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UCLA

Malcolm Gladwell: Why David Beat Goliath

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By Mary Daily

Published Jan 1, 2013 8:00 AM


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Photo by: Bill Wadman.

You don't win by pretending to be something you're not. That's the message of the next book from bestselling British-Canadian author Malcolm Gladwell, who was on campus recently in the Institute for Molecular Medicine Seminar Series. David and Goliath explores the art and science of underdogs, much as Gladwell's previous books examined such topics as impulse thinkers and outliers.

In the Biblical story of the boy David and the giant Goliath, David dresses in armor and picks up a sword to fight Goliath on the giant's terms. But then the boy remembers his skill is with a slingshot, not a sword. So he picks up five smooth stones and—bam!—slays the big guy. Everyone is shocked, but Gladwell says they shouldn't be.

"Davids win all the time," says the writer, "when they acknowledge their weakness and choose not to play by someone else's rules." He gives examples from sports. "If you're playing against a team that knows how to play basketball, the last thing you should do is play basketball." You play to your own strengths.

Three of Gladwell's previous books, The Tipping Point: How Little Things Make a Big Difference; Blink: The Power of Thinking Without Thinking; and Outliers: The Story of Success, present psychological and sociological phenomena in easy-toread narratives, making extensive use of academic research.

In fact, Gladwell, who is also a staff writer for The New Yorker, gets most of his ideas from scholarly journals when "desperation"—in the form of pressure from an editor or agent—sends him to the New York University library, sometimes for weeks at a time.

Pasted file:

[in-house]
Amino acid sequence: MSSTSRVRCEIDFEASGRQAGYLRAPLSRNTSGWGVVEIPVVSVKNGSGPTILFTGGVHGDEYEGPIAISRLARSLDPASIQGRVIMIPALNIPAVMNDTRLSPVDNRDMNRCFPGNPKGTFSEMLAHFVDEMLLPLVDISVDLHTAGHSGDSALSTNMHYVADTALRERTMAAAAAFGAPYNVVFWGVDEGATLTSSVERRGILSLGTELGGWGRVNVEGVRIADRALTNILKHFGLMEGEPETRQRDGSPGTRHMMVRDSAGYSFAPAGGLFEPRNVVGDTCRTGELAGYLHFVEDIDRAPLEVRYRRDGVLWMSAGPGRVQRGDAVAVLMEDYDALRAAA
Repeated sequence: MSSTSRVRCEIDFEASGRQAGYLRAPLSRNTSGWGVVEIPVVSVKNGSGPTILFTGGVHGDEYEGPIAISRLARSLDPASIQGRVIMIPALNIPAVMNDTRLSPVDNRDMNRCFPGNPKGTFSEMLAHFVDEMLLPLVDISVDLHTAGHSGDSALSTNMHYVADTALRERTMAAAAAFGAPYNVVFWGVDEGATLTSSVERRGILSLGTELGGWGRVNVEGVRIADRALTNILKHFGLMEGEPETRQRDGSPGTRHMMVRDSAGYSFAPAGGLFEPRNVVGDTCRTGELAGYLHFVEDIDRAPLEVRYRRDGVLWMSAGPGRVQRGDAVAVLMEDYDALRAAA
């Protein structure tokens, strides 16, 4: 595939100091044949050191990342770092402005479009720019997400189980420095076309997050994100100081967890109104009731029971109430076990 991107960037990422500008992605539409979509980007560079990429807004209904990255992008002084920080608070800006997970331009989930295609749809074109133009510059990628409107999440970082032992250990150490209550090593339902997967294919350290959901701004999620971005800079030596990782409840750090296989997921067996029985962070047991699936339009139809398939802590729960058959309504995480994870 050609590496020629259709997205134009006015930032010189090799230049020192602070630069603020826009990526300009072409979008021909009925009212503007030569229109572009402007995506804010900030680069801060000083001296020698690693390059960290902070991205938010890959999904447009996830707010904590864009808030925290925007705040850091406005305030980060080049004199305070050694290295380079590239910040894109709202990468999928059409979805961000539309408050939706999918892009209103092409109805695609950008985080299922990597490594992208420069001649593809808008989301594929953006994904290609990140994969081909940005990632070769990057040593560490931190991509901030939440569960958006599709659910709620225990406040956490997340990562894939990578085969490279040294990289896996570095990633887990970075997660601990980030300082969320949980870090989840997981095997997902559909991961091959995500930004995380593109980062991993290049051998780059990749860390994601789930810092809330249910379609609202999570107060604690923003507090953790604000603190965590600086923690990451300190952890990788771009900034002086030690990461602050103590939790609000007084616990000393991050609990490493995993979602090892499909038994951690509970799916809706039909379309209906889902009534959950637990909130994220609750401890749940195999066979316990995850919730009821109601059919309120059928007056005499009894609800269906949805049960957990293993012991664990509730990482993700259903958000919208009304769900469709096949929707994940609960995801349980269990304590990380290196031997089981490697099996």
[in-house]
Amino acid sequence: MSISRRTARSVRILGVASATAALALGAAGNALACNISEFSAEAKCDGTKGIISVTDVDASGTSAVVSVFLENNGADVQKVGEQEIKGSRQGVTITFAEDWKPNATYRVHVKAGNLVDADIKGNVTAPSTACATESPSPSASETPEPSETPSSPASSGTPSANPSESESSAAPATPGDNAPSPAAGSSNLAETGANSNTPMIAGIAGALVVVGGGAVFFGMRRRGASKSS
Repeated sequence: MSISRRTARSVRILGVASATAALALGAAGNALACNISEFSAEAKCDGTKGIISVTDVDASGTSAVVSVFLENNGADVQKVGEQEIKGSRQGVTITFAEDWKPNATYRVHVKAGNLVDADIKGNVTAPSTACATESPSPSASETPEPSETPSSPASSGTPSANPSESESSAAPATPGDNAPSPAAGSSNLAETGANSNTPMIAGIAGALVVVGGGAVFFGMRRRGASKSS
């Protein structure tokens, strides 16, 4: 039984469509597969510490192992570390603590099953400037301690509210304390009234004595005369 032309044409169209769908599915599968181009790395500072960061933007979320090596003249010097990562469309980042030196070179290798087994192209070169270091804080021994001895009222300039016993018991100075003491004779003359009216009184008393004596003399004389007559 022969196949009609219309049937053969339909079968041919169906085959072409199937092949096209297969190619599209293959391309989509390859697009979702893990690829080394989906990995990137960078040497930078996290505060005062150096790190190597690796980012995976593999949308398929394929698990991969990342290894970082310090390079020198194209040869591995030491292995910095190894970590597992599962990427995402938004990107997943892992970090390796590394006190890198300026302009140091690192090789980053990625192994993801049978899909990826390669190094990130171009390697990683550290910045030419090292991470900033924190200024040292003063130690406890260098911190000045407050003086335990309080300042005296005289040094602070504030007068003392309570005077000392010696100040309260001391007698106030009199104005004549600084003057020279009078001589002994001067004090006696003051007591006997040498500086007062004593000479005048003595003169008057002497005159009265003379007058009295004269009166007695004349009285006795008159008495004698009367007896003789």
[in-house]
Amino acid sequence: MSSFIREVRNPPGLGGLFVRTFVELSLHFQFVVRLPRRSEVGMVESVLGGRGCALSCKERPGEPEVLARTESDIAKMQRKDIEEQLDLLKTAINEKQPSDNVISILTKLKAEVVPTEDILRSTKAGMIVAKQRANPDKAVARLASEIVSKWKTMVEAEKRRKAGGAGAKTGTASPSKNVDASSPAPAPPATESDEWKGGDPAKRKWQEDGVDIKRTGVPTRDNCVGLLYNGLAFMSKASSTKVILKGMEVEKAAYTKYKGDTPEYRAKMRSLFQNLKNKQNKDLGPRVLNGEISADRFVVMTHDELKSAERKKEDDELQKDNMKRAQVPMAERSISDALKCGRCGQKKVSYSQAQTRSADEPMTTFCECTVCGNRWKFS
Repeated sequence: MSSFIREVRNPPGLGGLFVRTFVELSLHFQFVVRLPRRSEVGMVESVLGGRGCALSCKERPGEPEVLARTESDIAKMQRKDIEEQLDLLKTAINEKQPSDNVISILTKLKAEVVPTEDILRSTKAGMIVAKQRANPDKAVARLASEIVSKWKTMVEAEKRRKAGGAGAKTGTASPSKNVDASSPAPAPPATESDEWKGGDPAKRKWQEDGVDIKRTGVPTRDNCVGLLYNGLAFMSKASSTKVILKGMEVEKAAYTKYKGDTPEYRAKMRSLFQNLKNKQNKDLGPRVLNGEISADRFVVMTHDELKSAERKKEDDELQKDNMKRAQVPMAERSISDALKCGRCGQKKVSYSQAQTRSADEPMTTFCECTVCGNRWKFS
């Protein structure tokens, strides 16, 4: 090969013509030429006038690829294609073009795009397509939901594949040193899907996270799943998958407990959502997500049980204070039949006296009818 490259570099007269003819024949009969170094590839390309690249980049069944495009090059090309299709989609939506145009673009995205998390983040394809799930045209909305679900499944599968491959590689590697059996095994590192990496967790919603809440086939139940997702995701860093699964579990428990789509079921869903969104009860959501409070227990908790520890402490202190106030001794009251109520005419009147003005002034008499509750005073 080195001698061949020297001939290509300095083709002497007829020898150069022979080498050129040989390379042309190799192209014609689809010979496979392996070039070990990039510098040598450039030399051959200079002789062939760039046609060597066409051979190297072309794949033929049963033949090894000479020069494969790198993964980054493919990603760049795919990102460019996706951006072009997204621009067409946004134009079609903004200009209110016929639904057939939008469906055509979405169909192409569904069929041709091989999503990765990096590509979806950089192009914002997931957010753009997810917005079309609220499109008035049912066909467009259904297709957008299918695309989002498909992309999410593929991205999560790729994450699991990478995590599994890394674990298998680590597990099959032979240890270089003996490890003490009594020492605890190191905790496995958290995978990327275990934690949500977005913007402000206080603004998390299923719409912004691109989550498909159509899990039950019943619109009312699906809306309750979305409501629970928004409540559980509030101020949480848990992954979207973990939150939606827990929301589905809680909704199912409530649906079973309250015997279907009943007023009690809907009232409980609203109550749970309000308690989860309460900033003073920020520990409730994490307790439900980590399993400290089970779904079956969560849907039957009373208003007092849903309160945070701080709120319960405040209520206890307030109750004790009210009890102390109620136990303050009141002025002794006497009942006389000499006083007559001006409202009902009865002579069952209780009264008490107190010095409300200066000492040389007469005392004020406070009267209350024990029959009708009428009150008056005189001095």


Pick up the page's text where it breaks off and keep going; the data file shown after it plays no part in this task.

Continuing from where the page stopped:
The New Yorker requires him to deliver a certain number of words per year. "If you don't get your quota, they claw back your money," he says. He sometimes gets a seed of an idea and holds it for as long as five years until he comes across something related and starts to connect the dots.

"Academics don't, and shouldn't, spend all their time popularizing their work," Gladwell, the son of a math professor, told the roomful of UCLA scientists. "Their job is to do the deep thinking. There's a role then for someone to come along and take stuff and make it accessible."

But it can backfire. When he gave a public lecture at Rockefeller University, he mentioned a particular missile. "When I finished, an old guy with a heavy Austrian accent stood up and said, 'I can tell you you are wrong, and I know this because I invented that missile.' "

So to the UCLA crowd, he said with a grin, "Someone knows more about what I'm going to say than I do—just don't humiliate me."

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